For three years Chris Norton has enjoyed packing beer at Northern Brewery and talking Xbox with his co-workers.
"We just chill, listen to music and pack beer," he told The Daily News on Tuesday.
For Norton, who grew up on a farm, being able to work and earn a living is important.
"I like working. I don't like being on disability and just sitting around doing nothing," said Norton. "If I can get more work, it'd be good."
Norton has an anxiety disorder that makes it difficult for him to go into a work-search centre to get a resume made or apply for a job.
Fortunately Norton was able to connect with Smart Options, a supported employment service that connects people with developmental disabilities to employers for full-time, part-time, seasonal, and contract work.
"They helped us all find jobs and do all that (job hunting) for us. It makes it a lot easier on us," he said.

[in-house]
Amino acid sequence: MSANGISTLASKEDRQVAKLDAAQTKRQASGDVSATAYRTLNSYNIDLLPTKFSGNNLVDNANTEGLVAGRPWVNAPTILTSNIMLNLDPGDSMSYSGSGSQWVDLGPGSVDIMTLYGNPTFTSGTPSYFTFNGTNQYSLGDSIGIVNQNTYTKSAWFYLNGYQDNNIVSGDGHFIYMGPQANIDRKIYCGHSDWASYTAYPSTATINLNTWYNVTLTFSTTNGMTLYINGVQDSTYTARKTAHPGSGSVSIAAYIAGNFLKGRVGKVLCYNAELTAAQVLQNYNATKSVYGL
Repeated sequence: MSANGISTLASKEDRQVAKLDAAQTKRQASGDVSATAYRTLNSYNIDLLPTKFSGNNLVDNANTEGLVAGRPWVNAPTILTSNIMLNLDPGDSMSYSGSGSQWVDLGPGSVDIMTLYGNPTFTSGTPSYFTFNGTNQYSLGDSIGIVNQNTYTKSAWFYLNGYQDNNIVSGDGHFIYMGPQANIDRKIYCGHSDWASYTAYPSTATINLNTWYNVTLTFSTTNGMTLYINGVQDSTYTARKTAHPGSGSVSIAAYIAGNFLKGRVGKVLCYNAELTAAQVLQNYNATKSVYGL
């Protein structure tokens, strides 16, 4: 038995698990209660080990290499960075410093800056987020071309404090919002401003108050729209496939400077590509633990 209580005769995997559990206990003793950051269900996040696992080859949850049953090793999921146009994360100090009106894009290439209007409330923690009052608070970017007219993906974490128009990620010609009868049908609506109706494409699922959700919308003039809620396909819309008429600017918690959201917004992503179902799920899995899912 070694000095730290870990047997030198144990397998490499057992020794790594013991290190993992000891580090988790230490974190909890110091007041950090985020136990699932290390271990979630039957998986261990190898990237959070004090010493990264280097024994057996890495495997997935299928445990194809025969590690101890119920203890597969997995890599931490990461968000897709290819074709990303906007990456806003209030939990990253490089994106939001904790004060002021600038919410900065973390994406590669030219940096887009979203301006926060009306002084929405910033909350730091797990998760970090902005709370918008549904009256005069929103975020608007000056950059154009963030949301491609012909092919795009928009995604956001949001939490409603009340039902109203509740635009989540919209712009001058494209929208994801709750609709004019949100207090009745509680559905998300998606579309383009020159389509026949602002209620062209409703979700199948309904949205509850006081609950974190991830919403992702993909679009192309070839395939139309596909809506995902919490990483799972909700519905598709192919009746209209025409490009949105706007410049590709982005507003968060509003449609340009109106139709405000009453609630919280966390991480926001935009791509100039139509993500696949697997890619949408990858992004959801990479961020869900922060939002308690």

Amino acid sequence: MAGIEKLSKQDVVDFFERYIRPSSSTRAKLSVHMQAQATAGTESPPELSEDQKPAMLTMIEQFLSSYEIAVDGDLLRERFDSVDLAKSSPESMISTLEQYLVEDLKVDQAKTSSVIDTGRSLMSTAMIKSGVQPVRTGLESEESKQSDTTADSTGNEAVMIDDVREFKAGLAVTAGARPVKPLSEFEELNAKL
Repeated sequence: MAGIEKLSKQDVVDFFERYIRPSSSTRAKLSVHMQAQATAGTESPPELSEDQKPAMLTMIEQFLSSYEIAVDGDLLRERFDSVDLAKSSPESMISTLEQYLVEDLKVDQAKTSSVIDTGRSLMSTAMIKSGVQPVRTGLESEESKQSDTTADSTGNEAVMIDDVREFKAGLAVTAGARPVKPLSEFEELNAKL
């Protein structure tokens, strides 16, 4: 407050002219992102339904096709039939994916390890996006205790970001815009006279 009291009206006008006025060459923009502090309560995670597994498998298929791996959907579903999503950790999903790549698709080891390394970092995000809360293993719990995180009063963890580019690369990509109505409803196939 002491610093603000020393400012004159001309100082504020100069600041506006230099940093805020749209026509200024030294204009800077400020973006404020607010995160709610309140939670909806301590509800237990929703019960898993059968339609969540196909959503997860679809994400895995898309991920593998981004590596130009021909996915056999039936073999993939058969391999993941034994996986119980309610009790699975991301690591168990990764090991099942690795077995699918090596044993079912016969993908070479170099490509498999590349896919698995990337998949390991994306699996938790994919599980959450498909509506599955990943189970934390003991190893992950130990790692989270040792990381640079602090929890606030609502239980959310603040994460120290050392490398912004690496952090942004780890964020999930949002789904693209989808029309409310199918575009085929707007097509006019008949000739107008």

Smart Options found him and 11 others work at Northern Brewery, which Social Development Minister Don McRae toured Tuesday morning.
The province has given $100,000 to three pilot projects designed to strengthen employment services for adults with developmental disabilities.
McRae said Smart Options benefits people in the Interior, as do similar projects in the Lower Mainland and Vancouver Island.
George Cziglan, the brewery's director of operations, said two of the Smart Options employees are permanent part time. The rest work a couple of days a week.
Smart Options subsidizes the brewery, and the employees earn minimum wage, he said.
"It works really well for both sides," said Cziglan. "I believe this is a fantastic program."
Smart Options is funded by Community Living B.C.